Scientists Find Prehistoric Cannibalism Was Not Nutritionally Viable
Whether it’s a symbol of ultimate decadence or flailing desperation, cannibalism is one of the few ultimate taboos left on Earth. And there’s new scientific evidence on why it remains such a bad idea: it’s unhealthy from a nutritional perspective.
In a paper published by Scientific Reports, the University of Brighton’s James Cole explains that humans aren’t an efficient or healthy source of calories. His research indicates that our bodies contain 125,822 calories on average, nearly 50 times the amount of calories that humans need to eat every day to sustain ourselves. This would seem to make humans a rich source of energy, and was often brought up as the reason why early humans practiced cannibalism.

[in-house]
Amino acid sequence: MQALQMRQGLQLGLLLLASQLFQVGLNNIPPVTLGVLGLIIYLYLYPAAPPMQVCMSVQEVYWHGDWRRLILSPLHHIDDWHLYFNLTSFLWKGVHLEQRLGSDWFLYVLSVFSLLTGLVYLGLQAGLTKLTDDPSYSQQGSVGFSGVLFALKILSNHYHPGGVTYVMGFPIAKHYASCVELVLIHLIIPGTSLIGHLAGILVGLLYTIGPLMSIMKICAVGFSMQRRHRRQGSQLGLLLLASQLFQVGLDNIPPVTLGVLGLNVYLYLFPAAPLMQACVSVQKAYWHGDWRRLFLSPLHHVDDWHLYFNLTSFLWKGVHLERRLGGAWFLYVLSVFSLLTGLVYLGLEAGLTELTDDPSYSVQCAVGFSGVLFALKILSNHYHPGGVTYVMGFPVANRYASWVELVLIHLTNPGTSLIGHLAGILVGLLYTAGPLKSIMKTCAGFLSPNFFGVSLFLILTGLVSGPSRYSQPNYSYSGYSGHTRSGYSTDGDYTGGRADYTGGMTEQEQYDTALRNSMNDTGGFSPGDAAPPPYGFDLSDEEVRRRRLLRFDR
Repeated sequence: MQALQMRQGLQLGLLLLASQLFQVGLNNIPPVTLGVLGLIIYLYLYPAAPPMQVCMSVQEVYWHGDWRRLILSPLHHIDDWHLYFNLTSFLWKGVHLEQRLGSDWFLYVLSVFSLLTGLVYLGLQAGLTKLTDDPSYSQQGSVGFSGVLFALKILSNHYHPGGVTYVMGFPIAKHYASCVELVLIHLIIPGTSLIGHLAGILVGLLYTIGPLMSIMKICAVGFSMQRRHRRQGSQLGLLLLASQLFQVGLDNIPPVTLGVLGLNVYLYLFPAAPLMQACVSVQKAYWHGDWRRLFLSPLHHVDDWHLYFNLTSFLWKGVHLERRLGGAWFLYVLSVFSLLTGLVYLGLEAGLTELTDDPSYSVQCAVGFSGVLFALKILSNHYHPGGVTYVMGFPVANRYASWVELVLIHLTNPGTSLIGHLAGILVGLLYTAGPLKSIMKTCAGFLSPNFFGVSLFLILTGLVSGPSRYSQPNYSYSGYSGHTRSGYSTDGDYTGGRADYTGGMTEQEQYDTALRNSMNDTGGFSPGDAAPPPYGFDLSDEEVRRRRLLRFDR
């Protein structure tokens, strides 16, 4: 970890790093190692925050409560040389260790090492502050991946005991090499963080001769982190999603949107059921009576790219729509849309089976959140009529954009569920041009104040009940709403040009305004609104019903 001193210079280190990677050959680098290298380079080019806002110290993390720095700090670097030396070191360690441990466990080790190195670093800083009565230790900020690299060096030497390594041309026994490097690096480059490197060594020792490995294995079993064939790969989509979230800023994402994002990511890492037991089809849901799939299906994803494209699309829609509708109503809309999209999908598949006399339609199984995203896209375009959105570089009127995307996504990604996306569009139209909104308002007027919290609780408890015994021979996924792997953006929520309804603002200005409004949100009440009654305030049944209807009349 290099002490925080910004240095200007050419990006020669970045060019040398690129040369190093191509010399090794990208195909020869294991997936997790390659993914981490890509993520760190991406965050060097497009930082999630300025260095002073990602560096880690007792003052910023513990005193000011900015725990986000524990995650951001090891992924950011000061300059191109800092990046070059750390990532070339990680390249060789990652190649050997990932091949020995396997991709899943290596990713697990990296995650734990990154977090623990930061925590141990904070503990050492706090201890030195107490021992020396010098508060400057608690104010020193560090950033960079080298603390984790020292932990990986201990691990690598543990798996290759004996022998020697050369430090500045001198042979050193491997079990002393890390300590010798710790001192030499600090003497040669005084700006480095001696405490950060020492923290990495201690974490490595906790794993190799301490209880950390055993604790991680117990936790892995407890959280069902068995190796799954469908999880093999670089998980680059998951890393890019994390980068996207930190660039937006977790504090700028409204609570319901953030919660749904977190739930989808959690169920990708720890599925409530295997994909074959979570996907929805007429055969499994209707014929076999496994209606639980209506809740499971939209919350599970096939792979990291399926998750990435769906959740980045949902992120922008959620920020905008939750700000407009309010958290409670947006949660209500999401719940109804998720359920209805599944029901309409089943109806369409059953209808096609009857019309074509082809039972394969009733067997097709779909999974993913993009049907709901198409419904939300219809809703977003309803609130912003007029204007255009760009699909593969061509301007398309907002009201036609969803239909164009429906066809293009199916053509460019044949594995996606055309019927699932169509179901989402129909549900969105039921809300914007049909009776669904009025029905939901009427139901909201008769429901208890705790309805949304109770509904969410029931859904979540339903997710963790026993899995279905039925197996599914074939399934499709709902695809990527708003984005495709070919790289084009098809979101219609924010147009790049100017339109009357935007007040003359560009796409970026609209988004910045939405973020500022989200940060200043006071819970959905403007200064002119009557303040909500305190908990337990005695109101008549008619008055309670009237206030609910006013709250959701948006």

But compared to other animals, like mammoths (3.6 million calories in the muscles alone) or red deer (163,680 calories)—both of which were widely available to early humans as food—humans are, in fact, a poor choice as a food source. Cole thinks it’s more likely that early cannibalism was practiced for ritualistic purposes, and even those were (and are) incredibly unsafe.
Not only are we the most dangerous game, from a nutritional standpoint we’re not worth the effort.